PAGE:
In the absence of hard facts about the current negotiations, there are at least some hard berms on the railbed to focus on while a discussion of certain terms, and the research of various issues, continues on the potential purchase of the Canadian Pacific rail corridor from Smiths Falls to Mattawa.
Seen from an angle of corporate prosperity, and considered in the light of the company’s gifting history, the challenge of purchasing the CP railbed looks more like an opportunity for the donation of the land. CP is enjoying economic success and has a history of giving away abandoned rail corridors.
Founded in 1881, CP became one of the largest and most powerful companies in Canada, a position it held as late as 1975 according to tables published that year in Canadian Business. It then ranked 4th behind Ford, Imperial Oil, and General Motors.
Investors in CP have been well rewarded over the past five years. A March 2014 analysis pointed out that the company’s shares were up more than 250% since the market’s big decline in 2008-09. Results were particularly impressive over the past two years.
CP’s third quarter performance in 2014 was another success story, as reported by the Financial Post in October. According to CP’s CEO, Hunter Harrison, the corporate team “delivered another quarter of impressive results.” He expressed confidence that the company was “on track to finish the year with CP’s strongest quarter to date.” The company had $400 million of net income in the third quarter.
At the end of Friday’s trading on the Toronto Stock Exchange (TSX), Canadian Pacific Railway Ltd closed up $2.84 or 1.41% to $204.15. While CP shares lost 6.75% over the week, they gained 27.08% over the past year. Also noted was that this security outperformed the S&P TSX by 22.76% during the last year.
CP’s policy of land gifts captured national attention in 1999 when the company donated 38 sections of former rail lines in six provinces for the Trans Canada Trail. The donation in Ontario at the time was a 117.5 km / 73 mi line from Owen Sound to Orangeville.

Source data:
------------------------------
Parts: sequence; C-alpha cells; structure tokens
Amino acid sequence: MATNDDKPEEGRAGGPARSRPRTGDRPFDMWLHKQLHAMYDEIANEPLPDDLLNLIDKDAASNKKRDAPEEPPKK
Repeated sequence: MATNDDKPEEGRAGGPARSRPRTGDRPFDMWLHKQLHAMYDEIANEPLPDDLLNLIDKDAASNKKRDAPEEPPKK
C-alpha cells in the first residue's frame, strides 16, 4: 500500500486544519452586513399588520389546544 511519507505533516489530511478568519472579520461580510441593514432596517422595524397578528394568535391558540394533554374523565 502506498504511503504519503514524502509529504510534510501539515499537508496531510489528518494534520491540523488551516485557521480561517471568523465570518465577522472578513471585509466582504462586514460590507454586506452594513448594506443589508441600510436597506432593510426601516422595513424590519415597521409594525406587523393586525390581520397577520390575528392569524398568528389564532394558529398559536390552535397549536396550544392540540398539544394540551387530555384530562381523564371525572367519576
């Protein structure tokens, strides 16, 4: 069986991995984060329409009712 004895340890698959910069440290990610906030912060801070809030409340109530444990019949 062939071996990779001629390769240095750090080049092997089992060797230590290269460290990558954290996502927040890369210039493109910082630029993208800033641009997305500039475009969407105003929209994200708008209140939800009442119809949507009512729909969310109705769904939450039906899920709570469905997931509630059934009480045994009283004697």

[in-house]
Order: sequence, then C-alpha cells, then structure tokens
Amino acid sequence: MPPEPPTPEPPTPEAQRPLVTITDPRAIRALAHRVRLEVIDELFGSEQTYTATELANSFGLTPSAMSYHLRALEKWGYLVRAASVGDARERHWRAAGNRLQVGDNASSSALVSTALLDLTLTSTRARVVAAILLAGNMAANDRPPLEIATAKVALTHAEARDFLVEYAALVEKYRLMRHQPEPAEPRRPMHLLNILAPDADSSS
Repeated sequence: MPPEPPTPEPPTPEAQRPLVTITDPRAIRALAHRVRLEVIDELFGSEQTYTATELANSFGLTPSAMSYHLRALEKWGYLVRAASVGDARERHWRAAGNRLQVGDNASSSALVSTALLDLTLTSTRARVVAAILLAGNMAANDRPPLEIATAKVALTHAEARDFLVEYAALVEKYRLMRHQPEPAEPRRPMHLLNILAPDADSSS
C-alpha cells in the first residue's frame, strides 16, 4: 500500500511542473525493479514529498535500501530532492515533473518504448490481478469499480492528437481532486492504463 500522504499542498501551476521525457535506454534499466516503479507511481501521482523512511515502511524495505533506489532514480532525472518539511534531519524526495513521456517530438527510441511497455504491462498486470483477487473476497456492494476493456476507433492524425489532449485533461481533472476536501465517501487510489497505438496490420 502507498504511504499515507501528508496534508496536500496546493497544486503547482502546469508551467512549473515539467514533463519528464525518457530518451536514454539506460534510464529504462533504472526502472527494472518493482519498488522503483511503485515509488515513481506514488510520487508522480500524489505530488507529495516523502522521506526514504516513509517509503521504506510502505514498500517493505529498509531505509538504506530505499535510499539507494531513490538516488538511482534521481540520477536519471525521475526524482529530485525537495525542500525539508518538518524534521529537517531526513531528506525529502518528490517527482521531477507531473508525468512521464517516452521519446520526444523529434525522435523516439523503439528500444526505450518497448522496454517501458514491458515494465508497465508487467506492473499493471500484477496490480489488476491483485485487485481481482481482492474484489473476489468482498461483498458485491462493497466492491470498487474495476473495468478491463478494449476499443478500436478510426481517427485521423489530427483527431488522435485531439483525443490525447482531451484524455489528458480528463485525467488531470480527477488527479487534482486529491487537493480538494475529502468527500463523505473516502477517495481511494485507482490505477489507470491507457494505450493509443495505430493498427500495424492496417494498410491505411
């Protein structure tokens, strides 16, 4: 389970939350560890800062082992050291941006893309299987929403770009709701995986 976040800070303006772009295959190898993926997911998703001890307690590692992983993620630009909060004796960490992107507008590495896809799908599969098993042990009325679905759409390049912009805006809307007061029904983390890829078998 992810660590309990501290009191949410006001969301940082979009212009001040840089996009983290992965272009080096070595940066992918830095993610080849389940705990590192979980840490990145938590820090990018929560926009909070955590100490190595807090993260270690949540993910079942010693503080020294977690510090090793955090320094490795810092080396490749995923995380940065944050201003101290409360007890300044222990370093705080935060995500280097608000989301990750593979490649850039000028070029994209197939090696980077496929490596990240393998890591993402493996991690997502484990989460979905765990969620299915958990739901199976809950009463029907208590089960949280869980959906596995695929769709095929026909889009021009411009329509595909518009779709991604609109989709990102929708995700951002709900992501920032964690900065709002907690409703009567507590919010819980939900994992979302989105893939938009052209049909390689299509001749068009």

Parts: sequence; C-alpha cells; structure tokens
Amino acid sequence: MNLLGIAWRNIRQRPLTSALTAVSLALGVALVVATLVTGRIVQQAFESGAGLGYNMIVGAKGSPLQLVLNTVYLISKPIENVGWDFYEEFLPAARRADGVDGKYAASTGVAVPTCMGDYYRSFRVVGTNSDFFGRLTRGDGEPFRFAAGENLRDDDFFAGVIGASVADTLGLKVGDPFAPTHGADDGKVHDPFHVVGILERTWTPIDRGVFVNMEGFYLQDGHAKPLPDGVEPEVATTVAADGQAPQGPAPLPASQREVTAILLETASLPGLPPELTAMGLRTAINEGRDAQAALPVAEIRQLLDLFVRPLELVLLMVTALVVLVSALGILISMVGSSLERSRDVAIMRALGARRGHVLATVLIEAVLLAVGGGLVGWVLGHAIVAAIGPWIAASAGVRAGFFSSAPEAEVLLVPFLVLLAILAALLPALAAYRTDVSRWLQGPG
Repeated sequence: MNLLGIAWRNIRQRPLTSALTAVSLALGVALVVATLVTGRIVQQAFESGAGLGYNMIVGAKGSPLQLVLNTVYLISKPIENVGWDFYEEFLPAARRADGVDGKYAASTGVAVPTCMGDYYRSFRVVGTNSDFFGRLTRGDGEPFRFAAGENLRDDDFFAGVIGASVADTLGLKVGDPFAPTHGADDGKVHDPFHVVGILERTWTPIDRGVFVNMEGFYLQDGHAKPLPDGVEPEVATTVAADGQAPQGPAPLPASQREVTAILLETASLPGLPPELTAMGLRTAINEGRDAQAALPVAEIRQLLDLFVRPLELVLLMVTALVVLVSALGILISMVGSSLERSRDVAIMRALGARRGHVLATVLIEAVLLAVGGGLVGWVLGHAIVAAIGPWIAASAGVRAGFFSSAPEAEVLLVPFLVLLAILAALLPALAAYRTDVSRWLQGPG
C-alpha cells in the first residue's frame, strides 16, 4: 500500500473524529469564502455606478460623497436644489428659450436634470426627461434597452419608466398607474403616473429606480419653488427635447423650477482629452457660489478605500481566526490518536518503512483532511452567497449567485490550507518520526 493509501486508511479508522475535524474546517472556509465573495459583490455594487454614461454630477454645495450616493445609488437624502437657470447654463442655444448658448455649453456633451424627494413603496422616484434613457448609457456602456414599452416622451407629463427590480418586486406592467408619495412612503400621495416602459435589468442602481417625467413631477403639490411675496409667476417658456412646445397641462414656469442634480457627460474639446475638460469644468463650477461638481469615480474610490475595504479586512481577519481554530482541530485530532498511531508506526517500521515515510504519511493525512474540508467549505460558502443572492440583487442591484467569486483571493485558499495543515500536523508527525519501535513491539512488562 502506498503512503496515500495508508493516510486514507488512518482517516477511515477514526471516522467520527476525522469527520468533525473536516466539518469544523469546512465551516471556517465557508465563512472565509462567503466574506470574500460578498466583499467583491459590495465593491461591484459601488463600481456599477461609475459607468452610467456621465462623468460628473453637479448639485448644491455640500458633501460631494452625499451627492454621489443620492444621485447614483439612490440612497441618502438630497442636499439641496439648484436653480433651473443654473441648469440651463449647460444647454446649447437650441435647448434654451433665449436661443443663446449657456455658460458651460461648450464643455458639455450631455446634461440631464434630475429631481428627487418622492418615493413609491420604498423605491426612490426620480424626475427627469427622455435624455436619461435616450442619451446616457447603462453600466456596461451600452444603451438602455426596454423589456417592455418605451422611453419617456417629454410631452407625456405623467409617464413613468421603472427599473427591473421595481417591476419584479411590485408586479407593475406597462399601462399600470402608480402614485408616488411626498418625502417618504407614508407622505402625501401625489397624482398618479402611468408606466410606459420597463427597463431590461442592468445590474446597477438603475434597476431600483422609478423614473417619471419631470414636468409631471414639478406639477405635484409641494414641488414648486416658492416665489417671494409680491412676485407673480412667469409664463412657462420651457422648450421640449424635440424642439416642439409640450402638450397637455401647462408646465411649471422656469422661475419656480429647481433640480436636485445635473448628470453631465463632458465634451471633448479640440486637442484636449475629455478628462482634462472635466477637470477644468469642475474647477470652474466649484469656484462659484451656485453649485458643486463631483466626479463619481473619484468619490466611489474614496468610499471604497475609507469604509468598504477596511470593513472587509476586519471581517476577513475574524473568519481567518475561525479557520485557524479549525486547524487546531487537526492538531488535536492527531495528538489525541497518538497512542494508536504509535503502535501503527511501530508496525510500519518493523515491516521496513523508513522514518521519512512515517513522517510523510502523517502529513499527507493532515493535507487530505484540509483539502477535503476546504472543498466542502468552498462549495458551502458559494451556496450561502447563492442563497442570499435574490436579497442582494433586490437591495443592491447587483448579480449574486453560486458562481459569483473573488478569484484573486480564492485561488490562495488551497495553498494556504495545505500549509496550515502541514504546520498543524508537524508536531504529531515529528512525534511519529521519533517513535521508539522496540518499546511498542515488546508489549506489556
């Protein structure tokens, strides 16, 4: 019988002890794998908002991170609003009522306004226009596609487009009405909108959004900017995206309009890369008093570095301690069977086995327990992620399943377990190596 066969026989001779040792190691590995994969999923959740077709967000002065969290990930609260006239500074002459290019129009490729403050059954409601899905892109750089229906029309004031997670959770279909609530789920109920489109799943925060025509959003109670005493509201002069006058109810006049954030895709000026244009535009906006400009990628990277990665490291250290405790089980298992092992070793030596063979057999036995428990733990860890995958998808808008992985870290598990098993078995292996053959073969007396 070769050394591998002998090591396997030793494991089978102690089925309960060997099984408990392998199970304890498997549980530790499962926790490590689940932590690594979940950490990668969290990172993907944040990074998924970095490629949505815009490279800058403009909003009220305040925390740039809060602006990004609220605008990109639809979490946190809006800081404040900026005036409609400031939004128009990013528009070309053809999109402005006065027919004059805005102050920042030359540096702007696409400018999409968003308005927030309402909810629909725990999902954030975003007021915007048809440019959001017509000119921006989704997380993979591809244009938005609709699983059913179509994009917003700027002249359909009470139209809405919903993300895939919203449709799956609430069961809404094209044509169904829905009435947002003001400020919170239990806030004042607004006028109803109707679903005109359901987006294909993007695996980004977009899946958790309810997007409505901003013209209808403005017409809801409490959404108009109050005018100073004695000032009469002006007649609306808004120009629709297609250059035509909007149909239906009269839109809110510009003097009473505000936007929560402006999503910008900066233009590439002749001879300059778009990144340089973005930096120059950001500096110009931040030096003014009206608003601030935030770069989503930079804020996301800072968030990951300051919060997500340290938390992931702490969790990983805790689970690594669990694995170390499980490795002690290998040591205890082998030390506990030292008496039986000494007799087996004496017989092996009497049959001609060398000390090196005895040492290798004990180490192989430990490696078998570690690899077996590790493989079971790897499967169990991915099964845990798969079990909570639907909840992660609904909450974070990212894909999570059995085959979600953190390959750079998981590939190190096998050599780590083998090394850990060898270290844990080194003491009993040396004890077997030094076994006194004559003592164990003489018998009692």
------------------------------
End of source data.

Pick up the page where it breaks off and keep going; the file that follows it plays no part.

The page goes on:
On the British Columbia mainland, the CP donations of the Columbia and Western + Kettle Valley lines were made to the Province for a non-motorized cross-country rail trail experience. On Vancouver Island in 2006, CP donated track to the Island Corridor Foundation, a partnership that included 14 municipalities, 5 regional districts, and 12 First Nations territories. It was noted at the time that CP received a $243 million tax credit for the donation.
Research has shown that early Canadian railway companies, most notably CP, received large direct subsidies in the form of cash payments, as well as in indirect subsidies in the form of land grants, rail construction, cheap credit, monopoly privileges, cartelizing regulations, and cost reimbursement. A study by Professor L. J. Mercer, published in 1972 by the Business History Review, found that, out of the railways investigated, CP benefited most from government aid. Including cash subsidies and land grants, he determined that public funded support to CP amounted to 55.6% of investment in present value terms at the time of the study.
Over the period 1927-1991, according to the Fraser Institute, direct subsidy payments to the Canadian rail sector totaled almost $12 billion (1991 dollars), with $11 billion accounted for in the period 1967-1991. This didn’t include subsidy payments made under the Western Grain Transportation Act, and direct federal assistance to Canadian National. The massive subsidies included rail passenger movement, branch lines, and eastern grain movement. The cancellation of explicit transportation subsidies resulted from changes in federal regulations .
Earlier this year, Canadian Business reported that over the past decade CP paid just $138 million in cash taxes, or just 2% of its pre-tax profits. It was noted that this amount was significantly less than the low 19% paid by CN Rail, our other major railroad.
The potential purchasers of the abandoned rail line are carrying a significant debt load. Years of provincial downloading of services and programs continue to affect municipal budgets. Although Lanark County reduced its debt by $6.5 million in the 2014 budget, its debt repayments were still in the magnitude of $1 million up to July 31. Renfrew County’s debt charges for 2013 were $1.1 million. The Township of Papineau-Cameron paid $41,142 in debt charges for 2013.
The partner municipalities are currently discussing the potential purchase of about 302 km / 187.7 mi of abandoned railbed from Smiths Falls to Mattawa with a corporation that
- was given the publicly owned land
- received massive subsidies for years and years which were funded by the public purse;
- has a giving history of donating abandoned rail corridors;
- is familiar with receiving a tax credit for donated land;
- in the past five years has seen its shares rise by more than 250%, with particularly impressive results over the past two years;
- pays amazingly low taxes;
- with a net profit of $400 million in the third quarter, is looking to finish the year with its strongest quarter to date.
It’s a matter of perspective looking over the top of a snow covered berm on an abandoned railbed.